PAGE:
FDA Warns Parents To Be Careful What Cough Medicine They Give Their Children

With the triple threat of the flu, COVID-19, and RSV making the rounds of schoolyards all over, many parents are facing the reality of having sick kids at home, via Washington Post.

Throw in the common cold and it's easy to understand why parents are missing work in record numbers, via U.S. Bureau of Labor Statistics.

With so many illnesses going around, it can be difficult to distinguish exactly what your child has, so a trip to the pediatrician is your best bet for an early diagnosis that will offer the best-tailored treatment. Once diagnosed, there are some things you should know about treating respiratory infections at home. For example, keep an eye on your child's condition and let your doctor know if there is any labored breathing.

More than likely, a doctor will prescribe medication to help reduce a child's cough and congestion and help them feel more comfortable while recovering. However, one type of cough medicine has been linked to a disturbing trend.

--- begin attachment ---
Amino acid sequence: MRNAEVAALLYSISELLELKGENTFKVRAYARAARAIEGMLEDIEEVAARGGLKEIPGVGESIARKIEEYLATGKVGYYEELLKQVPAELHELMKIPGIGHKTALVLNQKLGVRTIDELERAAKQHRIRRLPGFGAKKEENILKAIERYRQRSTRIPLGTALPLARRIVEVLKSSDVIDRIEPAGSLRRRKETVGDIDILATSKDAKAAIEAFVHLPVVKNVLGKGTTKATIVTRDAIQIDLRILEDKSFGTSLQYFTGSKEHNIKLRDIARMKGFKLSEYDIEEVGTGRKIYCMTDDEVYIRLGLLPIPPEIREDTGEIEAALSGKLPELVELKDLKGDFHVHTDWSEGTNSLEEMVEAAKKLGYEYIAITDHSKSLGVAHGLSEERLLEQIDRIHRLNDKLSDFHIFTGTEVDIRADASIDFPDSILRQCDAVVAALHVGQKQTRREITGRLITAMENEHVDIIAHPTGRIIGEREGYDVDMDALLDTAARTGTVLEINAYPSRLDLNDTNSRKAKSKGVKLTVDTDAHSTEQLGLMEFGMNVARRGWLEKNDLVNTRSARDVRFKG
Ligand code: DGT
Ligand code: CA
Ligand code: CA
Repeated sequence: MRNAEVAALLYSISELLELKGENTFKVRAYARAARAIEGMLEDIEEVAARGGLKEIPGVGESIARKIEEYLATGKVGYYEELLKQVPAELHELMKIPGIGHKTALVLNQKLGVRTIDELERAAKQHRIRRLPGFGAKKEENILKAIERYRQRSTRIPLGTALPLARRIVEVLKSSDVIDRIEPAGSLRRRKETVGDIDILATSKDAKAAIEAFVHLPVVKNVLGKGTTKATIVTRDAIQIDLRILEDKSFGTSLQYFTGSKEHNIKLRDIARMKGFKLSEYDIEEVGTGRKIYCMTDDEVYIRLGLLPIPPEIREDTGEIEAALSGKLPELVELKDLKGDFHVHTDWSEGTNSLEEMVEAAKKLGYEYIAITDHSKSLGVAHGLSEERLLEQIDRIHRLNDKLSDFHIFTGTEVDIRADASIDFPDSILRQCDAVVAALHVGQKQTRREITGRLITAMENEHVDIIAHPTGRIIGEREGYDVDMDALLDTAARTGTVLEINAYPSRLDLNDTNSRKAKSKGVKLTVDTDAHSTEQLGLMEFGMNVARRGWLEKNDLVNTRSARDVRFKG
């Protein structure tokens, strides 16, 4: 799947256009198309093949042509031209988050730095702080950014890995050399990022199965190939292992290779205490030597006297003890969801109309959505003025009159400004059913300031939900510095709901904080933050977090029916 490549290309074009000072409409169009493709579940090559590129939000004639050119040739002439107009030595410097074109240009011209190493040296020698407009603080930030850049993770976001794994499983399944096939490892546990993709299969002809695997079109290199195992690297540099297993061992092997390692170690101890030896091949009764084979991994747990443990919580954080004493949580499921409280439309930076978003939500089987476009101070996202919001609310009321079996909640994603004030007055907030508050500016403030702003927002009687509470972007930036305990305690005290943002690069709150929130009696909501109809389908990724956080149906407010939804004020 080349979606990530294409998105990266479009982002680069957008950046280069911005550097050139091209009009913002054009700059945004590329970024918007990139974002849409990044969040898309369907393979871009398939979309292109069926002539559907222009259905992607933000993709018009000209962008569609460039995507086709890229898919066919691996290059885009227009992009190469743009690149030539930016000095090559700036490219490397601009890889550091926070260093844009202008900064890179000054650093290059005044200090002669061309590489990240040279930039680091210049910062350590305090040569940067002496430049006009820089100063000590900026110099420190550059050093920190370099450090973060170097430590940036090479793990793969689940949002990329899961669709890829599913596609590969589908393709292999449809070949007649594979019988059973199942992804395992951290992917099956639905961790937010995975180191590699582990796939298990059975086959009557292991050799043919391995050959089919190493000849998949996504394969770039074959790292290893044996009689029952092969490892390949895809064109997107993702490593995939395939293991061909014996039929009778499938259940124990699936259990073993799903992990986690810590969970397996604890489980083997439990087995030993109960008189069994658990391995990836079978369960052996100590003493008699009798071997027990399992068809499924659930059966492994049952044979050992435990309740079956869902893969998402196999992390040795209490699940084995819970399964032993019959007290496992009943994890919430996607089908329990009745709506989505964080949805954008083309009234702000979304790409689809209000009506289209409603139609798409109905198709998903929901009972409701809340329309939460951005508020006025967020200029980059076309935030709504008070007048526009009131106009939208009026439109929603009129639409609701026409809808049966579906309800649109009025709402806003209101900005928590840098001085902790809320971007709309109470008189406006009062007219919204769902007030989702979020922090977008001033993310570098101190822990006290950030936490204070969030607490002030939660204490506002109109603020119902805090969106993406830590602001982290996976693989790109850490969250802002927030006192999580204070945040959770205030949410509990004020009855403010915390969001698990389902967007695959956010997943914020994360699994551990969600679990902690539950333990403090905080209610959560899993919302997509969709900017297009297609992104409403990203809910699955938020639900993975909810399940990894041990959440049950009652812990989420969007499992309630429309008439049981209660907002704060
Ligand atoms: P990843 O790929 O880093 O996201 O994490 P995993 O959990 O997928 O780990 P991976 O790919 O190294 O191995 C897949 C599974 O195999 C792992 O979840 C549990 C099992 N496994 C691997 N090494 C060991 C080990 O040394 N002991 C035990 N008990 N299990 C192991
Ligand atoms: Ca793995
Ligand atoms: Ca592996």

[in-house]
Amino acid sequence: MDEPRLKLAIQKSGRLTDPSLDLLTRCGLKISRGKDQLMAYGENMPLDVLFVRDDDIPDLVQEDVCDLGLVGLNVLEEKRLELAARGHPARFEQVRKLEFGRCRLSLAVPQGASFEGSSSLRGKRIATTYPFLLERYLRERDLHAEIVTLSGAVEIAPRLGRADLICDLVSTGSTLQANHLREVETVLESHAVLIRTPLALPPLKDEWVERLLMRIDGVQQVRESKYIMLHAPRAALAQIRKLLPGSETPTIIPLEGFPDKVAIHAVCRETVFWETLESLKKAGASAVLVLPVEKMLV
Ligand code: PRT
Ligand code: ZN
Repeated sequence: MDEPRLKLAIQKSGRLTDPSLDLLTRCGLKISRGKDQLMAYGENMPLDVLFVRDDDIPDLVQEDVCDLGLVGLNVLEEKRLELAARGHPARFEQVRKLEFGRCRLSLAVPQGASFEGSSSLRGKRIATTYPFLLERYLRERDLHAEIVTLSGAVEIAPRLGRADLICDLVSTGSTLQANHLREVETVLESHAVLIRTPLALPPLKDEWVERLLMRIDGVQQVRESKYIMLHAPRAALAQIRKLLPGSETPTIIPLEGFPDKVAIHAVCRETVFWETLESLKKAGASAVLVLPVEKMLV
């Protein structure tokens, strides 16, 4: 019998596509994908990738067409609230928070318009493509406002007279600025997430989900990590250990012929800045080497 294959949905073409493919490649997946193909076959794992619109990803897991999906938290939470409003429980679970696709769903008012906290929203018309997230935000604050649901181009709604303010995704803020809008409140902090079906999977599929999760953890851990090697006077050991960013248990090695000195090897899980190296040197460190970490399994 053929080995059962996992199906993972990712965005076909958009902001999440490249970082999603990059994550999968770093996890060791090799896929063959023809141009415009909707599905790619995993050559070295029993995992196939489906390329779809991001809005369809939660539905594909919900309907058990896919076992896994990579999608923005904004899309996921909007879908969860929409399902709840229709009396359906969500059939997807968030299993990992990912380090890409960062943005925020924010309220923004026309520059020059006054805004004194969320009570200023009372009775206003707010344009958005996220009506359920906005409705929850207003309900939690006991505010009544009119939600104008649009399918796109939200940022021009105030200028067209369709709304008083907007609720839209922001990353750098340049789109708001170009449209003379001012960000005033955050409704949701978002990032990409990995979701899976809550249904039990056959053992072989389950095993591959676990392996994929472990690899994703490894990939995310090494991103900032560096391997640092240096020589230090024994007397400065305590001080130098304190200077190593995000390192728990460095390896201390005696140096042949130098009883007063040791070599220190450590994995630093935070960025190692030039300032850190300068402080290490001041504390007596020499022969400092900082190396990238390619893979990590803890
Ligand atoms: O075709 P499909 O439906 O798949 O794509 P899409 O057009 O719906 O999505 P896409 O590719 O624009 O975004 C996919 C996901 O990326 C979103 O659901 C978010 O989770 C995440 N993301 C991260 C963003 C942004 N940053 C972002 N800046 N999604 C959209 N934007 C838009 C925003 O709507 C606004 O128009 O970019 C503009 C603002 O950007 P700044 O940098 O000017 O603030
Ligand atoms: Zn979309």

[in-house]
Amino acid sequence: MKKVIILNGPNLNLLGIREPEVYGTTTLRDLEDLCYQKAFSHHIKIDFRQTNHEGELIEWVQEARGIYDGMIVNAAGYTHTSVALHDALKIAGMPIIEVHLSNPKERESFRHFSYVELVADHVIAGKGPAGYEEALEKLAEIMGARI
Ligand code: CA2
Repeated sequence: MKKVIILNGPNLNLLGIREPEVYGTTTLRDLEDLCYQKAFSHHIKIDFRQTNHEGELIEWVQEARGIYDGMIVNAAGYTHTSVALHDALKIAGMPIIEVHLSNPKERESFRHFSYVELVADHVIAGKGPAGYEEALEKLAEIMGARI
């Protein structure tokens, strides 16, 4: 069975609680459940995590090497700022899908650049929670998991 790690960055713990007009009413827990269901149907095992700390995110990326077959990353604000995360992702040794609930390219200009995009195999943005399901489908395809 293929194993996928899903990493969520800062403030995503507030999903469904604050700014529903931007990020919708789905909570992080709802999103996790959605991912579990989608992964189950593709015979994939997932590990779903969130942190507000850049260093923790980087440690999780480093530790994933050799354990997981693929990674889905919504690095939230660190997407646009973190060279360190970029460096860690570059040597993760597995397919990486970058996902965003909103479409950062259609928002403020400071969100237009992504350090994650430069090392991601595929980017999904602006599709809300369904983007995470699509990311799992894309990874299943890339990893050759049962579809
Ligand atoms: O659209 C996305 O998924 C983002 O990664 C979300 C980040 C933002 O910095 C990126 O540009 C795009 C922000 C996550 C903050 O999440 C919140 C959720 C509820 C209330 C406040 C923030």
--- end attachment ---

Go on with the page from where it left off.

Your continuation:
Benzonatate had been linked to childhood poisonings

According to the Food and Drug Administration, a new study in the journal Pediatrics, shows that there have been increased incidences of calls to poison control centers for children who have ingested too much benzonatate, which is an ingredient found in children's prescription cough medicine. It is better known as Tessalon, which is the brand name it is often sold under, and it's prescribed for coughs due to cold and flu, though it's not recommended for kids under 10.

However, the study found that the increase in poisonings were typically found in children over 10.

Thankfully the incidences of children becoming seriously ill from the medicine have been rare but the potential remains for convulsions, cardiac arrest, and even death when overused.

Since the medication is not over the counter and requires a prescription, pediatrician Dr. Nusheen Ameenuddin points out that children should only take it if directly prescribed, and not if it's just in the house and had been dispensed to another family member, via NBC News.

Ameenuddin says that these medications "should be treated like any other medication that can have serious side effects, which means not giving it to children without specific medical direction."

Incidentally, benzonatate comes in round colored capsules which can look like candy so it should always be kept out of the reach of young hands.